Most of the day, it’s covered in blood, from ya kno’ actual butcherin’? But when I wash it off every day, it always seemed a little fuller. With all that’s been goin’ on, I figured, what’s the worst that could happen? Musta filled it up a couple times now and nothin’.”

Tabitha reached over and touched the markings on his arm below the halffull tube. Glen’s face flared once again, but Tabitha didn’t seem to notice and said, “you seem to have more markings under here than Samson, though. It must mean something with having filled that tube.”

Another large forearm pounded into the table, and the wood creaked as Rey’s arm rolled over. He pointed at a marking on the left side of the partially filled tube. It appeared to be a triangle attached to a square. “I don’t know much, but I presume this is a tree.”

Glen and the gaunt man seated next to him, John, said in unison,Oooooh.”

Everyone but John was surprised by his presence. “Damn John, when did you get here?” Glen, sitting next to him, asked flatly.

“What? I been here the whole time, dumbass, John grumbled. What about the little markings above the tube? Does anyone know what that means?”

Above the partially filled Pitch on their forearms were three symbols that none had seen anywhere else. The men squinted at the runes E, X, and P, but unanimously agreed they had no idea what the markings meant or if they were important at all.

Rey, dismissing John’s question altogether after their initial examination, pointed at the little tree on his arm again. “I’m going to presume this has something to do with me cuttin’ down trees. Now I haven’t filled it up like Glen has; we haven’t needed as much firewood since the Mists fell, but I’m gonna guess them little rectangles next to that tube of his is supposed to be a knife, like one of them big ones you use, Glen.”

It took Glen a moment. He stared at the little rectangles on his arm, scowled, and gave up. Then his eyes carefully followed the tendons in his wrist up to his hand and closed his finger as if wrapping around an invisible handle. He nodded and shrugged as if satisfied with his unseen comparison. “Aye, that must be one of the big ones. Those are my favourite.”

“I assume it has something to do with your work as a butcher.”

Oooooooooooooh. Oh, oh shit.” John pulled his sleeve down to cover his own markings, although Rey had some suspicion about what the handshaped markings on John’s wrist meant.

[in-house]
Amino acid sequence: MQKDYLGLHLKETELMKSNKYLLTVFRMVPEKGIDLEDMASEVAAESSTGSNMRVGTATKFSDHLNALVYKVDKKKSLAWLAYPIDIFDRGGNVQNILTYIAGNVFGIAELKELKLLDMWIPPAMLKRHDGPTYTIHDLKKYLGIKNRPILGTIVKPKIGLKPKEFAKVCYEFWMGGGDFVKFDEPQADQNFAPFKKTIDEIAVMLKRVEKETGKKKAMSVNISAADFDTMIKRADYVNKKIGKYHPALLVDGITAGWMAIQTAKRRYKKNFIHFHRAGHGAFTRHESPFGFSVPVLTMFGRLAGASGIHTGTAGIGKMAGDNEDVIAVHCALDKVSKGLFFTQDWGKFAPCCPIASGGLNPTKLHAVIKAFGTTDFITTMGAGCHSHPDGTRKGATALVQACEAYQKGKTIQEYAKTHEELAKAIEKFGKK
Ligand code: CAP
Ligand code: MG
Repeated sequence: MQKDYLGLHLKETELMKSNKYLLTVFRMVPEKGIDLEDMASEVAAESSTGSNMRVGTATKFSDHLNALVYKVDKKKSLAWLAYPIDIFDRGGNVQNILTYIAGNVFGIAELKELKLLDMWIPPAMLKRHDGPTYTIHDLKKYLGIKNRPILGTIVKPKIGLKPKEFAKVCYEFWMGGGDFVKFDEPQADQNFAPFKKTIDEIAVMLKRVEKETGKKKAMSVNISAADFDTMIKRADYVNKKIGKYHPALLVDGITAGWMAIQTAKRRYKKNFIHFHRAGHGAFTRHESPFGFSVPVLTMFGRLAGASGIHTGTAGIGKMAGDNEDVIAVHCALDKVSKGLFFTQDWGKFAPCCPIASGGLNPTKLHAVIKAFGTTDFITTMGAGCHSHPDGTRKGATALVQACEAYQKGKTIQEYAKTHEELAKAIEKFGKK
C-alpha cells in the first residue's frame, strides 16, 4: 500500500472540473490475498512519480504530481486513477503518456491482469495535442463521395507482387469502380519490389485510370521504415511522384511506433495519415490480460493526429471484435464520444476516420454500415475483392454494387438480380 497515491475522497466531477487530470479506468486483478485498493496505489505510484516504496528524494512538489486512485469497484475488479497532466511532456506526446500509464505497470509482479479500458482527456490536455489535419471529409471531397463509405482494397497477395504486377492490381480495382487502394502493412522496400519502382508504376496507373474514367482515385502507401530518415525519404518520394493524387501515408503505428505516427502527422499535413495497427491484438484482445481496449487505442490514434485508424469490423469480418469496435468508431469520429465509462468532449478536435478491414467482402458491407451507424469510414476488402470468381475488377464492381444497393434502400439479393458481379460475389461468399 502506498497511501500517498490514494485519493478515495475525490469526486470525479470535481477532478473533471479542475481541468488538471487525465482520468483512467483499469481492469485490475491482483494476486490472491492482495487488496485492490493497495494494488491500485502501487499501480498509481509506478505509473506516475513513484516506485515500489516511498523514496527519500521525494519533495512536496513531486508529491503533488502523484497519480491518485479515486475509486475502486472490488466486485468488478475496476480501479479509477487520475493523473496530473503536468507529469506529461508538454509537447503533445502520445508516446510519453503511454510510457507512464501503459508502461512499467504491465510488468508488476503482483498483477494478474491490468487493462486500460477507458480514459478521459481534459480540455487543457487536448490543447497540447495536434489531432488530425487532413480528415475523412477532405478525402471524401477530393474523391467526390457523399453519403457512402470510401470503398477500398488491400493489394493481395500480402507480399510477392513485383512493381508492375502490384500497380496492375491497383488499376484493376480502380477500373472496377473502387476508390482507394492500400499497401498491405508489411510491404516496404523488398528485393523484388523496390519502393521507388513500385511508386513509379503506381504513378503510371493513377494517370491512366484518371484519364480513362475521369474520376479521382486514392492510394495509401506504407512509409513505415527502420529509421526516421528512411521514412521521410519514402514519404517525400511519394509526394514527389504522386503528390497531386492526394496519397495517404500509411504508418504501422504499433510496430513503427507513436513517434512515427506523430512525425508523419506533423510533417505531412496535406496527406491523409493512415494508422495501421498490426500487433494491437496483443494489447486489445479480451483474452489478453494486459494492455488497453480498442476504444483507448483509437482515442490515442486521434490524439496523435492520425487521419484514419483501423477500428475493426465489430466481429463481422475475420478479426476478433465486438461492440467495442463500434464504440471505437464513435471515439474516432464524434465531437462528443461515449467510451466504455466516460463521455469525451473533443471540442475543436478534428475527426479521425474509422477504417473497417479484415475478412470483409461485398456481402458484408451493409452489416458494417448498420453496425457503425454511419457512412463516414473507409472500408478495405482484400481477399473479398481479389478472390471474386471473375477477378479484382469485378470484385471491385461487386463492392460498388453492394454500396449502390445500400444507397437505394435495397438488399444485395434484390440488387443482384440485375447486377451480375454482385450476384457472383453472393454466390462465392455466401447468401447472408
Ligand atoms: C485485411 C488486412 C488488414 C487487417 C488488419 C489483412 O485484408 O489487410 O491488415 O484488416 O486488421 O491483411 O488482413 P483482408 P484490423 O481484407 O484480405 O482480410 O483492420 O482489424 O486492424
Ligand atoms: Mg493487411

Before anyone could ask, Glen muttered to Tabitha, “so Tabitha, what does yours have?”

“Oh, I don’t know, just some weird teardroplooking thing with lines in it.”

“That sounds cool! Show us!” Glen reached for Tabitha’s arm, but the sound of shattering ceramic echoed from behind the counter on the other side of the room.

“TABITHA! Can you get that?” Godfrey’s deep voice boomed.

“Another time! I really must get back to work.” She hurried to the sound of the Bent Wheel’s proprietor

Glen’s cheeks brightened once again. “Yes, yes. Of course. Godfrey can’t run this place alone.”

Samson’s unwelcome voice interrupted the moment, “So, what do you say, boys? If those little bars in the middle of the Pitch indicate our work, this big one down here must have a more general purpose. So, if we fill that up from killing forest critters, perhaps we’ll get better at killing overall! Maybe we can then beat the Mist monsters and get out of here.”

Rey snorted. “Now, that’s just absolutely crazy. This might be the craziest thing you’ve ever said, and we’ve been convinced by you in the past. Ain’t nobody getting stronger, and ain’t nobody getting out of here.”

“Well, what’s there to lose? We kill some creatures which seem unphased by the Mist, and we fill these bars up. Nothing happens, we go back to normal. Something happens, we get out of here.”

“I just want to make sure them poor critters you’re slaughtering don’t go to waste,” Glen piped in. “Some people in the village are still going hungry, right John?”

Shuddup, Glen! We’re doing alright, but something more than stale bread and leather soup would be nice.”

Rey sighed heavily. “Alright, fine, I’ll come and help, but only for the promise of food and making sure the hides and meat don’t spoil.”

“Excellent! Everybody, meet at Rey’s house tomorrow morning. I’ll show you all the blueprints.”


Before Rey realized where Samson had set the meeting, Samson had turned in a flourish of his grubby trench coat and left, leaving a few more dirty copper coins behind.

Melody of Dragons

Lunar Insurrection book 1

Academy of Souls

Lunar Insurrection book 2